Brazil’s top electoral court, known as the TSE [official website], dismissed a case on Friday against President Michel Temer for alleged illegal campaign funding in the 2014 election when he was the running mate of impeached president Dilma Rousseff. The TSE voted 4-3 [Reuters report] to acquit both Temer and Rousseff, which avoided the annulment of their election and the removal of Temer from office. Though the acquittal gives Temer some breathing room, a separate investigation by prosecutors is underway into Temer, which includes a secret recording of a conversation he had earlier this year with a former top executive of meatpacker JBS SA allegedly condoning paying bribes to an imprisoned former lawmaker to prevent potentially devastating testimony. Temer has denied any wrongdoing and has stated that he will never resign.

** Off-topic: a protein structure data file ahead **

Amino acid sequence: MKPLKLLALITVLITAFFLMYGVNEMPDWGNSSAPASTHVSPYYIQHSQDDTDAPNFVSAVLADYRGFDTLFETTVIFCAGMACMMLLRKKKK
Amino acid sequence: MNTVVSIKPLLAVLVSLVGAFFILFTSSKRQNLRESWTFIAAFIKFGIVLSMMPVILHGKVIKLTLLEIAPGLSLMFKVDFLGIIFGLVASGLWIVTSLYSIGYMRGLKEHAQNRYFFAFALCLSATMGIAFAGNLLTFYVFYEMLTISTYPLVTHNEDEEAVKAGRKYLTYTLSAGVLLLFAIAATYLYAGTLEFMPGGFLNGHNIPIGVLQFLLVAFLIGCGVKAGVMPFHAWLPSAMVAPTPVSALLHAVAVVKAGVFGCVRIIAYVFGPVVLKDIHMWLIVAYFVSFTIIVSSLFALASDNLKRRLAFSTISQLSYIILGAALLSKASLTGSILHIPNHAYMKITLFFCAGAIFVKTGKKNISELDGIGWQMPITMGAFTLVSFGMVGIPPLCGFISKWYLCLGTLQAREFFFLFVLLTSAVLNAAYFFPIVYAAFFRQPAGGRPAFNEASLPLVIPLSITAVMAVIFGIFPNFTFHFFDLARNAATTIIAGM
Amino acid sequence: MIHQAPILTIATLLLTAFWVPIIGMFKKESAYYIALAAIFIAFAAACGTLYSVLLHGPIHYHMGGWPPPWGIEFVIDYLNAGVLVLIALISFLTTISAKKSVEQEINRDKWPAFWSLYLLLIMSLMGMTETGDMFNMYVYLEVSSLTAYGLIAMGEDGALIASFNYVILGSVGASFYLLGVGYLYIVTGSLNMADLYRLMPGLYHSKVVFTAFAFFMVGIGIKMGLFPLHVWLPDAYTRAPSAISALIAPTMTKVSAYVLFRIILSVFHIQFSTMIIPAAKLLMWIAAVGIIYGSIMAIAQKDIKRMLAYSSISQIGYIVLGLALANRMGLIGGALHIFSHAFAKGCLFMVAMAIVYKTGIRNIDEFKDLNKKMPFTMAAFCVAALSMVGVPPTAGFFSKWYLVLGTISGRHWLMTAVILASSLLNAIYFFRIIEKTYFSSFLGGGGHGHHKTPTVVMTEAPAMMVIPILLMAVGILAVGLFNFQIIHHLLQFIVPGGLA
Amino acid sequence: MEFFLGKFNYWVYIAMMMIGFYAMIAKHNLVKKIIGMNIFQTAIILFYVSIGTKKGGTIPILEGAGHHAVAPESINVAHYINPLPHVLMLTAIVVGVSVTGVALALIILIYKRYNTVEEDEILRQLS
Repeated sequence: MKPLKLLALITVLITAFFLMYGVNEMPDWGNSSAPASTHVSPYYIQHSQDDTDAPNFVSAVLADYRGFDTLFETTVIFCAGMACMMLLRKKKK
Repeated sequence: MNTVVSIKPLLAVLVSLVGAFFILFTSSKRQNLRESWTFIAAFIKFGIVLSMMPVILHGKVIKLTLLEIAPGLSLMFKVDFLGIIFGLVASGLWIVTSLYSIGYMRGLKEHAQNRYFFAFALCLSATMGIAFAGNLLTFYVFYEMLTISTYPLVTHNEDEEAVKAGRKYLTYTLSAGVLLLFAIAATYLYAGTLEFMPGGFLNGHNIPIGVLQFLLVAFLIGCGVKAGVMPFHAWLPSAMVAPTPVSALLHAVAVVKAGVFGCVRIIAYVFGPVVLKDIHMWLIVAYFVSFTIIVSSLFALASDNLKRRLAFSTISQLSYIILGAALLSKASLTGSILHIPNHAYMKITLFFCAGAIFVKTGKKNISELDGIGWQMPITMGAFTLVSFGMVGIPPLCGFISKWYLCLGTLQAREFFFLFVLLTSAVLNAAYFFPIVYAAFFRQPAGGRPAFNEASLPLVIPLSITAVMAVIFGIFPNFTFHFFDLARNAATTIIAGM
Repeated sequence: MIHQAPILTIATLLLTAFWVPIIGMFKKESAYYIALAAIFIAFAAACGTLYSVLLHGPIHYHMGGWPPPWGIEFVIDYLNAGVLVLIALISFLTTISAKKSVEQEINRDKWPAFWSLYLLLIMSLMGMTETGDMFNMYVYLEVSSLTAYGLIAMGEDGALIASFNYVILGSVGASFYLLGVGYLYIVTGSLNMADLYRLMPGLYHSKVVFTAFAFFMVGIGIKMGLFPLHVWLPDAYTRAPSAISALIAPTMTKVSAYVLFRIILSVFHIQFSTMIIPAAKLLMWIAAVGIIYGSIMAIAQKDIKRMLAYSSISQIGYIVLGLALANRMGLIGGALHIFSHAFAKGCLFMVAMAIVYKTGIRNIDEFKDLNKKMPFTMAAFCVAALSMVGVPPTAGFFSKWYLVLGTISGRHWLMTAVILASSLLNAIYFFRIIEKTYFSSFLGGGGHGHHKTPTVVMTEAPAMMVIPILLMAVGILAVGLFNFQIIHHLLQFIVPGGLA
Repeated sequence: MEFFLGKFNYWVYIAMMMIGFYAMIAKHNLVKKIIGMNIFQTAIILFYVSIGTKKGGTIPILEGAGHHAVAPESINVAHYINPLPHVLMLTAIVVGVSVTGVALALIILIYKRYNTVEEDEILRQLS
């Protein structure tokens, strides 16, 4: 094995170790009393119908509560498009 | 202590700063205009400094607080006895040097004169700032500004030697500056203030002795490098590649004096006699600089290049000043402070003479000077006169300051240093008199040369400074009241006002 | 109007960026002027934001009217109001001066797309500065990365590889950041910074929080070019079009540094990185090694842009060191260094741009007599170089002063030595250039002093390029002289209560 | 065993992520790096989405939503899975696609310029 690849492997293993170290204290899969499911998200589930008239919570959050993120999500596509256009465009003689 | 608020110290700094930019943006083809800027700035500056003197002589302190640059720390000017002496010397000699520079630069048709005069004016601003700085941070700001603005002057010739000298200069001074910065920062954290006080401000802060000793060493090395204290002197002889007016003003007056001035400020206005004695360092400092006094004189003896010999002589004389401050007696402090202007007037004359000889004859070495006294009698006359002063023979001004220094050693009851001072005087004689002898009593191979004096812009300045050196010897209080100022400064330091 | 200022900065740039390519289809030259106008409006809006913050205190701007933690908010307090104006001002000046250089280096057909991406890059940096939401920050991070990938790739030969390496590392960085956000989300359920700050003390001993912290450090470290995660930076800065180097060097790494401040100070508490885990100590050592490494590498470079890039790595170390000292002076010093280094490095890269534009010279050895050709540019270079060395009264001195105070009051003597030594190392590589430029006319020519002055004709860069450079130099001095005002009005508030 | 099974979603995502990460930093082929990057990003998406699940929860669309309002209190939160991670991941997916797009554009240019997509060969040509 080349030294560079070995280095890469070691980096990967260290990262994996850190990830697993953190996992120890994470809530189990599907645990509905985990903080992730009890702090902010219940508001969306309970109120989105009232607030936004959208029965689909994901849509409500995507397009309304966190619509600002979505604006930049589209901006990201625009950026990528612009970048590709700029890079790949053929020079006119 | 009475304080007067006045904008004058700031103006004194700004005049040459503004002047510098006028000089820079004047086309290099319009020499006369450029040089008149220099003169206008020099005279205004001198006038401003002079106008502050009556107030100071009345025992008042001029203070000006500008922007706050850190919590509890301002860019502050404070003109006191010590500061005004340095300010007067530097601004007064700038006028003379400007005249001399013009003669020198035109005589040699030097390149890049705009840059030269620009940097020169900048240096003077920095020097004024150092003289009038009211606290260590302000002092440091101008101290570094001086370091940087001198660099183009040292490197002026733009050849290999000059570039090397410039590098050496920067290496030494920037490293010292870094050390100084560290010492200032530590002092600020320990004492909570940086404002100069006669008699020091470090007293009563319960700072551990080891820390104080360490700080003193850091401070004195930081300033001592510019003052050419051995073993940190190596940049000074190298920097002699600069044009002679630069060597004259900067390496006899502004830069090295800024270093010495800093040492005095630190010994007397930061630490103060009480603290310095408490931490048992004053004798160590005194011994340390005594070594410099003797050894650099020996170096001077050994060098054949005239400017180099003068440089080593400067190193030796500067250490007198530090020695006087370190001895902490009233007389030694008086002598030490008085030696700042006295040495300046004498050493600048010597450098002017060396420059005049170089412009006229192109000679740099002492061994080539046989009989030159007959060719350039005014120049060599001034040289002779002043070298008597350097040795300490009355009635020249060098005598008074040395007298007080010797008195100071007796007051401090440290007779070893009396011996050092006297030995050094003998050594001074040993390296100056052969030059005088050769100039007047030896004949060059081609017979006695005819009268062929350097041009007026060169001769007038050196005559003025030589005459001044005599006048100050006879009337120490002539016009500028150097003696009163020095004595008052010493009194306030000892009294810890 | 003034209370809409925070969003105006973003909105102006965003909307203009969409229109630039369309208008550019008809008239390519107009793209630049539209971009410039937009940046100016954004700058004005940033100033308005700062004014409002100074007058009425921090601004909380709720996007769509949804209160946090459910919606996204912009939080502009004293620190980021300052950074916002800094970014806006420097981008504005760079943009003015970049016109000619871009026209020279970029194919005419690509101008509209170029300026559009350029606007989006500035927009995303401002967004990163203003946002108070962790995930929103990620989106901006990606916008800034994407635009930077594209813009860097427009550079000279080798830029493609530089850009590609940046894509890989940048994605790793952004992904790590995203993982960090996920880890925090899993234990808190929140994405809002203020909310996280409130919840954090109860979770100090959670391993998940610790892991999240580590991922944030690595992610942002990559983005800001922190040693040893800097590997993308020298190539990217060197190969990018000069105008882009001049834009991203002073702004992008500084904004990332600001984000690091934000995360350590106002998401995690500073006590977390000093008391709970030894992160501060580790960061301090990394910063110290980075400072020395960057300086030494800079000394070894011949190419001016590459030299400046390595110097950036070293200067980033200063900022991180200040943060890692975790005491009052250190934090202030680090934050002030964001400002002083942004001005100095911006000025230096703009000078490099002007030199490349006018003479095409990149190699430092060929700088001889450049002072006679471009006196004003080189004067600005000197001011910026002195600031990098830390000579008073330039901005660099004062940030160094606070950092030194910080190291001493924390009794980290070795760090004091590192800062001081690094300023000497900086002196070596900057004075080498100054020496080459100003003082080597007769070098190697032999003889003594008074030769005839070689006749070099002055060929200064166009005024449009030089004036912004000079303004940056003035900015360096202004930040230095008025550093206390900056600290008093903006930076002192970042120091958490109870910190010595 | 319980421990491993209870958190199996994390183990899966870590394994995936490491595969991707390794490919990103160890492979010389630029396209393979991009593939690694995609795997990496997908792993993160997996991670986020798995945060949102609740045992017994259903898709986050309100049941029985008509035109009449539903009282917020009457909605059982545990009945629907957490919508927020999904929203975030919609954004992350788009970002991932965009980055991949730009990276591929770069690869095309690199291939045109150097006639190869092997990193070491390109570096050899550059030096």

Brazil has endured tumultuous times as former president Dilma Rousseff was impeached for corruption [JURIST op-ed] last year amidst a time of economic turmoil. In April Brazil’s Supreme Court ordered investigations into eight cabinet ministers [JURIST report] and dozens of lawmakers who are allegedly linked to the country’s so-called “car wash” bribery scheme. The investigation was ordered on the tails of an anti-corruption measure that was passed last December by the Brazilian Lower Chamber of Deputies. “Operation Carwash” [JURIST report] allows individuals who are subject to prosecution to seek criminal consequences against their prosecutors and judges if the officials abuse their powers. “Operation Carwash” was passed as charges have been filed against some of Brazil’s most powerful politicians, including former president Luiz Inácio Lula da Silva [JURIST report]. In late September former finance minister Antonio Palocci was arrested [JURIST report].